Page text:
Damn Right! Behind the Scenes With Berkshire Hathaway Billionaire Charlie Munger


“Teaching people formulas that don’t really work in real life is a disaster for the world.”

“Why shouldn’t we do more of what works well for us and what’s less complicated?”

“There are huge advantages for an individual to get into a position where you make a few great investments and just sit back, you’re paying less to brokers, you’re listening to less nonsense.” – All three quotes by Charlie Munger

Damn Right! Behind the Scenes with Berkshire Hathaway Billionaire Charlie Munger is an excellent biography by Janet Lowe. As the title of the book state, the book is obviously about Charlie Munger and there’s also a lot on Warren Buffett since it’s hard to separate the two. Even though Charlie Munger is associated with investing, this book is not a how-to investing guide.  This is a book on Munger’s life, background, up-bringing, his misfortunes, his failures and success, his philosophy and specific episodes in his life. When we think of Munger we see success and money but there’s some pretty dark moment in his life (death of his son, lost of an eye, divorce etc…) Known for his investing success, Charlie is actually many other things. He’s a businessman, lawyer, architect, and developer among many things.

There’s no need to introduce Charlie Munger, the 92 year old Vice-Chairman of Berkshire Hathaway (BRK). When you think of Berkshire Hathaway, the first thing that comes to mind is Warren Buffett. Charlie is generally portrayed as the guy who “fine tuned” Warren Buffett’s investing strategy from cigar butt investing (deep value) to buying high-quality businesses even if they were more expensive. The early version of Buffett the investors would try to find undervalued beat-up companies that had one more puff out of them. His approach was heavily model on Ben Graham‘s value investing approach, the father of modern security analysis. After a while, especially after Warren Buffett’s portfolio grew in size, it became harder to exploit this cigar butt strategy (e.g. tripling your money on a $100 milion market cap company won’t really affect your returns if you manage $100 billion). So Charlie was one of few individuals that had an influence on Warren and made him a better investor. Without taking anything away from Buffett, I don’t think BRK would have been this investment machine it is today without Charlie. I doubt the purchase of companies like GEICO, American Express or Coca-Cola would have happened without Munger’s influence. (However Ben Graham did own GEICO and made more with it that all his other trade combined, some a even suggesting that Graham was starting to change towards the end of his career, that’s ok to pay a premium for a high-quality earning stream, but don’t quote me on it).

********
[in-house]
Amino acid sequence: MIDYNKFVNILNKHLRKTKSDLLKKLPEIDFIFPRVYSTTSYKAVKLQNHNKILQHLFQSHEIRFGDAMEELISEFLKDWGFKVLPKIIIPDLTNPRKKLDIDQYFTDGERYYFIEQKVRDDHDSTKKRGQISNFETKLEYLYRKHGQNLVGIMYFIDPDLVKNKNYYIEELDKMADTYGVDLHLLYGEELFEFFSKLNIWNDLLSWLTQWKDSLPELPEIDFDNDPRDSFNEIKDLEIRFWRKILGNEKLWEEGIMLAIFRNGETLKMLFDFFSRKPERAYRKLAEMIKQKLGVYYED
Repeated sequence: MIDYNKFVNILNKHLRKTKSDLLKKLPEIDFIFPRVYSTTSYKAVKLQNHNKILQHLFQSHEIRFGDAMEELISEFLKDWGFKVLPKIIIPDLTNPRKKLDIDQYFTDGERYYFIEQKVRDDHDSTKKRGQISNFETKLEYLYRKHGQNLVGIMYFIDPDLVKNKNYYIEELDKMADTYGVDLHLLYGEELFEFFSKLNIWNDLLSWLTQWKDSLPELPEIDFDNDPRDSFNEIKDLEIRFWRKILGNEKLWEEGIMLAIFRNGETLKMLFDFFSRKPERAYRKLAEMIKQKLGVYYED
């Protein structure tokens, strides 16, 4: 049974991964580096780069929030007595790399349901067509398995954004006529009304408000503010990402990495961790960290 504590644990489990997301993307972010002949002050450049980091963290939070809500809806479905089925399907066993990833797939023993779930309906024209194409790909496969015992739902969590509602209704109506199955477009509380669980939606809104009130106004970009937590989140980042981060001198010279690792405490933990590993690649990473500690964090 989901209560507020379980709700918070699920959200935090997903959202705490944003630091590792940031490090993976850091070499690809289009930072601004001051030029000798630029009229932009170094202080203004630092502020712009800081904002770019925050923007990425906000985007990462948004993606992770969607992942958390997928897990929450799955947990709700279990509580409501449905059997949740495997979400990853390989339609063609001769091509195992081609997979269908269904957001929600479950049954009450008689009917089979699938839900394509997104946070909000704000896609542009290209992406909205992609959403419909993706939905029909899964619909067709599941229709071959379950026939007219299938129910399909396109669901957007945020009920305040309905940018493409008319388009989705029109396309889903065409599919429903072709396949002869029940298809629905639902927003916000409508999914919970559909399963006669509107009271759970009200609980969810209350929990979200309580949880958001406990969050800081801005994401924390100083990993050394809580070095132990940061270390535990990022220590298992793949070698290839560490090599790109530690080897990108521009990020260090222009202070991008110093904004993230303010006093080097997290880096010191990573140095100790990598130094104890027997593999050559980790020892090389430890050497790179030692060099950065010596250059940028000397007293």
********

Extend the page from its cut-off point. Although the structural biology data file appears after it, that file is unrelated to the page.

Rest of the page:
There’s more to Charlie Munger than a guy that tweaked Buffett’s investment approach. I think the media and the investment community in general is under-covering him. He’s the 2nd half of BRK but he gets a fraction of the attention Buffett gets. I think that’s the way he wants it. Buffett is the showman, the entertainer, the teacher and it’s my belief that Munger is perfectly fine with that. Munger isn’t the showman Buffett is, though he can be enormously entertaining. For what many considers the “brain” behind Buffett, I would study Munger just as much as Buffett if you want to become a better investor.

When I think of Charlie Munger, the following words comes to mind: genius, rational thinker, logic, no-nonsense, mental models, multi-disciplinary, life lessons, philosophy, funny, avid reader, brilliant thinker, ethics, morals, discipline, and patience.

On investing, Charlie doesn’t rely on gut feel; he uses a range of what he calls mental models to help assess the risks and opportunities. He knows a lot about a lot. When it comes making a great investment, there’s more than just having great numbers or a robust financial model, you also need to look at the proposition from many angles.

“When I urge a multidisciplinary approach- that you’ve got to have the main models from from a broad array of disciplines and you’ve got to use them all – I’m really asking you to ignore jurisdictional boundaries. If you want to be a good thinker, you must develop a mind that can jump these boundaries.

You don’t have to know it all. Just take in the best big ideas from all these disciplines. And it’s not that hard to do.”  

The book was published in 2003 and Janet Lowe approached him in 1997. I estimate that Munger was in mid to late 70s when it was written. Since a lot of time has passed since the content of the book was written, don’t let that steer you away. This book is well-researched and rich in content. It’s one those books that you highlight all over the place and that you go back to once in a while. Munger also contributed directly. He didn’t want to get involved at first and he didn’t think it would sell many copies.  The Munger family didn’t a biography of him and they didn’t want their privacy slipping away. Janet told Charlie that the book was going to happen with or without his cooperation because she had a contract to deliver the book, so he decided to contributes since the book would have been much better.



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